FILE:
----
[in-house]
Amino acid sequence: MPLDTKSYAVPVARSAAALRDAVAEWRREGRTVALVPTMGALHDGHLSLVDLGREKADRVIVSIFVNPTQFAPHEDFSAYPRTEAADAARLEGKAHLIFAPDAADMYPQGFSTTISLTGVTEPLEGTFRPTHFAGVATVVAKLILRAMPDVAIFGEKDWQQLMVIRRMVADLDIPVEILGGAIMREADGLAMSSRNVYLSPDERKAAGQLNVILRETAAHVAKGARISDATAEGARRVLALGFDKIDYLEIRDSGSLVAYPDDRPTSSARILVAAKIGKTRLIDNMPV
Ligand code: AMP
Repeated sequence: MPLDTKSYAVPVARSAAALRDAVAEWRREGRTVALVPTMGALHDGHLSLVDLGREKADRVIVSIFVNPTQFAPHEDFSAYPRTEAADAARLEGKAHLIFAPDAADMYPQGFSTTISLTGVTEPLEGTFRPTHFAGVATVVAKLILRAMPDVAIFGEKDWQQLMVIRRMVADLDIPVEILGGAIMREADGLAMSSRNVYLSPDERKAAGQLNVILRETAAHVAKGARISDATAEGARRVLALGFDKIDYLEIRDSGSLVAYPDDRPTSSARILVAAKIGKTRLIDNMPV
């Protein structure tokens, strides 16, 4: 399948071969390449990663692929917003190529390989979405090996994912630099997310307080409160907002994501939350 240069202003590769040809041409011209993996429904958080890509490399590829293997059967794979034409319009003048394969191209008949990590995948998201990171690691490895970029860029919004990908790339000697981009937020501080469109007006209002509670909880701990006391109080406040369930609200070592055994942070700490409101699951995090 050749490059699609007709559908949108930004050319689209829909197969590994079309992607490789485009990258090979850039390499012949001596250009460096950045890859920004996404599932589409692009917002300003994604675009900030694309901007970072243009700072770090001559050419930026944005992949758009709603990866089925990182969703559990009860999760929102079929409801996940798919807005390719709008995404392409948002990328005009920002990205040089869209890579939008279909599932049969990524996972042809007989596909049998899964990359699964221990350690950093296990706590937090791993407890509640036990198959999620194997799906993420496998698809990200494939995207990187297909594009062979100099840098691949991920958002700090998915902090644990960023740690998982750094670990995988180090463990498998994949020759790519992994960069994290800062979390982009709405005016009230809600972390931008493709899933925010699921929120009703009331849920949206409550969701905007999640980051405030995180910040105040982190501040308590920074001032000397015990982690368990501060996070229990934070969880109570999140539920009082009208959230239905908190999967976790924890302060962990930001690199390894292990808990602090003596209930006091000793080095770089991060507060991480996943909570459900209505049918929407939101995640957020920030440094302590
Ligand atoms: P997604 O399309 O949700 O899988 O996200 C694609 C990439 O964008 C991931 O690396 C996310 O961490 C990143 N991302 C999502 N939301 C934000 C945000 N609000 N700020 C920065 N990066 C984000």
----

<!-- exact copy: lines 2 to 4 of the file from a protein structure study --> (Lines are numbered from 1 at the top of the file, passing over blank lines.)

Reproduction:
Amino acid sequence: MPLDTKSYAVPVARSAAALRDAVAEWRREGRTVALVPTMGALHDGHLSLVDLGREKADRVIVSIFVNPTQFAPHEDFSAYPRTEAADAARLEGKAHLIFAPDAADMYPQGFSTTISLTGVTEPLEGTFRPTHFAGVATVVAKLILRAMPDVAIFGEKDWQQLMVIRRMVADLDIPVEILGGAIMREADGLAMSSRNVYLSPDERKAAGQLNVILRETAAHVAKGARISDATAEGARRVLALGFDKIDYLEIRDSGSLVAYPDDRPTSSARILVAAKIGKTRLIDNMPV
Ligand code: AMP
Repeated sequence: MPLDTKSYAVPVARSAAALRDAVAEWRREGRTVALVPTMGALHDGHLSLVDLGREKADRVIVSIFVNPTQFAPHEDFSAYPRTEAADAARLEGKAHLIFAPDAADMYPQGFSTTISLTGVTEPLEGTFRPTHFAGVATVVAKLILRAMPDVAIFGEKDWQQLMVIRRMVADLDIPVEILGGAIMREADGLAMSSRNVYLSPDERKAAGQLNVILRETAAHVAKGARISDATAEGARRVLALGFDKIDYLEIRDSGSLVAYPDDRPTSSARILVAAKIGKTRLIDNMPV